Under the current restrictions, Ukrainian exporters gain relatively little compared to European (including Polish) export sectors.

Legal norms. EU membership allows for a considerable degree of independent policy-making, but not in terms of international relations and bilateral agreements.

Separate embargoes on Ukrainian grain directly violate the principles of the internal market.

Conflicting signals from European partners. It can be assured that Ukraine’s EU membership would be a shock to the Ukrainian (and European) economy. Moreover, free international trade promotes technology exchange and some degree of international wage and rent equalization, in other words, necessary adaptation changes on both sides. Therefore, the stage of free trade is intended to make the transition to higher levels of integration as painless as possible.

So, the question arises about the primary purpose of the Association Agreement between Ukraine and the European Union. If the main goal is to create conditions necessary for Ukraine’s membership, a ban on the import of Ukrainian goods clearly contradicts that goal.

Slowing down consumer inflation in Poland. Inflation rates in the EU have significantly accelerated since the spring of 2022. Deflationary policies are typically painful for the population as they involve reducing government spending (or raising taxes) and higher credit rates. On the other hand, importing relatively cheap Ukrainian grain can help lower food prices without resorting to more radical measures. Therefore, Polish consumers only stand to gain.

Supporting the Ukrainian economy during the war. Removing tariffs on Ukrainian products was not intended to be a lifeline for the economy during the war. And it must be acknowledged that it has worked: thanks to support for export sectors, the Ukrainian economy is performing better than one might have expected. However, the war requires significant expenses and is still far from over.

Economic changes are painful but inevitable. History provides numerous examples of societal changes resulting from economic transformation. Typically, every significant change in economic policy, technological innovation, and so on leads to temporary imbalances. Not everyone benefits in the short term. For instance, a substantial portion of low-skilled labor lost jobs due to the growth of offshoring, starting in the 1970s. However, over time, the majority of these “blue-collar workers” successfully retrained into “white-collar” positions.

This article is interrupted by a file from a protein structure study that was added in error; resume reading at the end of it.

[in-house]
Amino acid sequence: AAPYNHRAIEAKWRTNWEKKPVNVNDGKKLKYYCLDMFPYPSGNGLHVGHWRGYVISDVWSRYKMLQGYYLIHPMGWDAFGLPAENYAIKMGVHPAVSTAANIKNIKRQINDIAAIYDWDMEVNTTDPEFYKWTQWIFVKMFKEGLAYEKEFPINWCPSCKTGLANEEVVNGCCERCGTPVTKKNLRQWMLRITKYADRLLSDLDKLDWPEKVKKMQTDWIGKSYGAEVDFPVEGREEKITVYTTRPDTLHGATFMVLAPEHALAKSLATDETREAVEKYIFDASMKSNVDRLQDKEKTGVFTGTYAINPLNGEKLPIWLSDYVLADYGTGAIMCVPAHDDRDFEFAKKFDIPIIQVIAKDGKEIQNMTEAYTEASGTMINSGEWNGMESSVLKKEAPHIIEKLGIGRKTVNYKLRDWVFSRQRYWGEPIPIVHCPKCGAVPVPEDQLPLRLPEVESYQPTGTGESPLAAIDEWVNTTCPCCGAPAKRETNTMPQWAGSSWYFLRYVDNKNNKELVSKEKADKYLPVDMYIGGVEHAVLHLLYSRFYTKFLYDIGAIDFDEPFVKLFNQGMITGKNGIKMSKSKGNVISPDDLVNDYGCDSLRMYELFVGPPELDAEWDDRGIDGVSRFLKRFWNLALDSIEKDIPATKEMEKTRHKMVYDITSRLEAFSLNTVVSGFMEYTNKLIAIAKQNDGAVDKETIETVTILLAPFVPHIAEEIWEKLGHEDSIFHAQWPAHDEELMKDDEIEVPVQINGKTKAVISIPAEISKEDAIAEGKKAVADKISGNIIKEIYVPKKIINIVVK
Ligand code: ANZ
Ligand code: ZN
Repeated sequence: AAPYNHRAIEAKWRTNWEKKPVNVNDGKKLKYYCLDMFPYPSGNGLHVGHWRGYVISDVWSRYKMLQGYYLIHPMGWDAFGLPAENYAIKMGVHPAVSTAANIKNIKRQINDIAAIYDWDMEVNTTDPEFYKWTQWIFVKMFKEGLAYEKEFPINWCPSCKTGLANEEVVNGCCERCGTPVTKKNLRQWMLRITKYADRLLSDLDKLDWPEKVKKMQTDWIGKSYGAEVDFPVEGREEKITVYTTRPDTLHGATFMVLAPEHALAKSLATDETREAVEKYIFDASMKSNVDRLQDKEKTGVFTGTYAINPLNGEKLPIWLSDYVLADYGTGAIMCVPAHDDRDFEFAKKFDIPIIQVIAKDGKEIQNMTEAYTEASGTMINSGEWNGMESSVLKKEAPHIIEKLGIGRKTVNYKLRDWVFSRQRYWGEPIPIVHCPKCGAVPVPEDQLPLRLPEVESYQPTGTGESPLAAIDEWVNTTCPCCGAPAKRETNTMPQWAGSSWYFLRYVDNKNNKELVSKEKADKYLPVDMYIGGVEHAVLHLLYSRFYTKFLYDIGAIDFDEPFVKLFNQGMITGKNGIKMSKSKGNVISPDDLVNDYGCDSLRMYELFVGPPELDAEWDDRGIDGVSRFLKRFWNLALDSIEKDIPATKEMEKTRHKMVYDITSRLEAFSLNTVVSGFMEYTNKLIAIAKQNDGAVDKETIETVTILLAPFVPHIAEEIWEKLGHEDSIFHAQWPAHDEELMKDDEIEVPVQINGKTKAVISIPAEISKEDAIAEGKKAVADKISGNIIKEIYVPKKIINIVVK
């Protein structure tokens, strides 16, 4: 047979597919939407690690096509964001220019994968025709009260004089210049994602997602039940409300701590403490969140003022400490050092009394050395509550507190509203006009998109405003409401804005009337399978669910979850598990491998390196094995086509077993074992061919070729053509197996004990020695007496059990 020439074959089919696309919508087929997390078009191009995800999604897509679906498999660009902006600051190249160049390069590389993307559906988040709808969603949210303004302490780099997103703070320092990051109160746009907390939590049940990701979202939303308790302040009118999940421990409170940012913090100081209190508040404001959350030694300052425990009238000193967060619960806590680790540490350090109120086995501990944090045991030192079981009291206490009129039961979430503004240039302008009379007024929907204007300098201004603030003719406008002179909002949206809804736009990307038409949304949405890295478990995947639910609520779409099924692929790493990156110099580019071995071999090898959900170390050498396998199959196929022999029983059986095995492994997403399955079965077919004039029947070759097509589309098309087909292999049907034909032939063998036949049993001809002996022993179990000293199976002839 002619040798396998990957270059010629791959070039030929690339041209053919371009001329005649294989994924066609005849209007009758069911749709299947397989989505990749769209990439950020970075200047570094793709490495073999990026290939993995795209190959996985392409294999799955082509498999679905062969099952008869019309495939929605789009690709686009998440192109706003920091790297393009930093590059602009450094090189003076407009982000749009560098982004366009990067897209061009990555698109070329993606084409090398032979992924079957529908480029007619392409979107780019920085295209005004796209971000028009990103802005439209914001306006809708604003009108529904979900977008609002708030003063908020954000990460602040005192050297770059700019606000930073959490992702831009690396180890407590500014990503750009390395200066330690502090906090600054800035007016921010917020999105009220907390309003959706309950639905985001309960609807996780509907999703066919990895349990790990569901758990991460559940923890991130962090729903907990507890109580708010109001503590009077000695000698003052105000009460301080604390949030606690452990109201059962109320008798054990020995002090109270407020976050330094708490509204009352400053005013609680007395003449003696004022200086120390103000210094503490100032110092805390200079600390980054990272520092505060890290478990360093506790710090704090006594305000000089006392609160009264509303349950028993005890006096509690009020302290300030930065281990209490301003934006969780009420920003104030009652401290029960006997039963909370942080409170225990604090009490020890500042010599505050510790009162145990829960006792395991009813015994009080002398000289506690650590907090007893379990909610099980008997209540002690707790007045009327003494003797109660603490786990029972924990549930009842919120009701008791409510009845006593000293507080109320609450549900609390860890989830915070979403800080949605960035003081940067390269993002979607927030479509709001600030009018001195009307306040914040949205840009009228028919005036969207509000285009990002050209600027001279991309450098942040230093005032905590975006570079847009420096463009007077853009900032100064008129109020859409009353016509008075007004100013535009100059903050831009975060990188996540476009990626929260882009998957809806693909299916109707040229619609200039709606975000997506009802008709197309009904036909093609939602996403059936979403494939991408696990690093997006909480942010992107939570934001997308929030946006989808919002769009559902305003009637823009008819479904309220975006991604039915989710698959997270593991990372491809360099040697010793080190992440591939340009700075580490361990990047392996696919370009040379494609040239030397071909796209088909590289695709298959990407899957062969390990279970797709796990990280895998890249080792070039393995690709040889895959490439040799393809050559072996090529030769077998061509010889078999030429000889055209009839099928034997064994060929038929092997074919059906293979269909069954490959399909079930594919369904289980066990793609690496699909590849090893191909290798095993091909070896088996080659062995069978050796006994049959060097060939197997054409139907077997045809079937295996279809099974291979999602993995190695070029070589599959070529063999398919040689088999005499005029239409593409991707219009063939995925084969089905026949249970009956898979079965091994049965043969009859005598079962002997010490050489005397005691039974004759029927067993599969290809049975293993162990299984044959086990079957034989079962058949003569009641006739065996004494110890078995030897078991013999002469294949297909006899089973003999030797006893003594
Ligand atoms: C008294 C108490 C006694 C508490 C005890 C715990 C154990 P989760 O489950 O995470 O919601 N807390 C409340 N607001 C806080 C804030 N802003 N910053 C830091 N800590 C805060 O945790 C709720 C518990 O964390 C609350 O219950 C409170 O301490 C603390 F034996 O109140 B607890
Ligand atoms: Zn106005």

See also: Birthday of the “grain corridor” and the day of its end. How Ukraine ended up in a maritime blockade again and what threats it poses

Perhaps the Polish economy could gain more from potential economic diversification (opportunities opened up by Ukrainian agricultural exports) than from trade protectionism.

As we can see, the Ukrainian arguments appear more convincing. However, the current discussion allows us to look at the prospects of Ukrainian integration into the European community from a slightly different angle.

Ukraine’s EU membership depends not so much on meeting formalized requirements as on ensuring mutually beneficial and painless economic and political integration.

This cannot be achieved without changes — in fact, necessary changes are the primary goal. Both Ukraine and EU member states must minimize risks but not hinder the process.

Otherwise, what was the point of starting in the first place?

Originally posted by Yana Okhrimenko on European Pravda. Translated and edited by the UaPosition – Ukrainian news and analytics website

See also: Blackmail with grain: how Poland is exacerbating the crisis of Ukrainian agricultural exports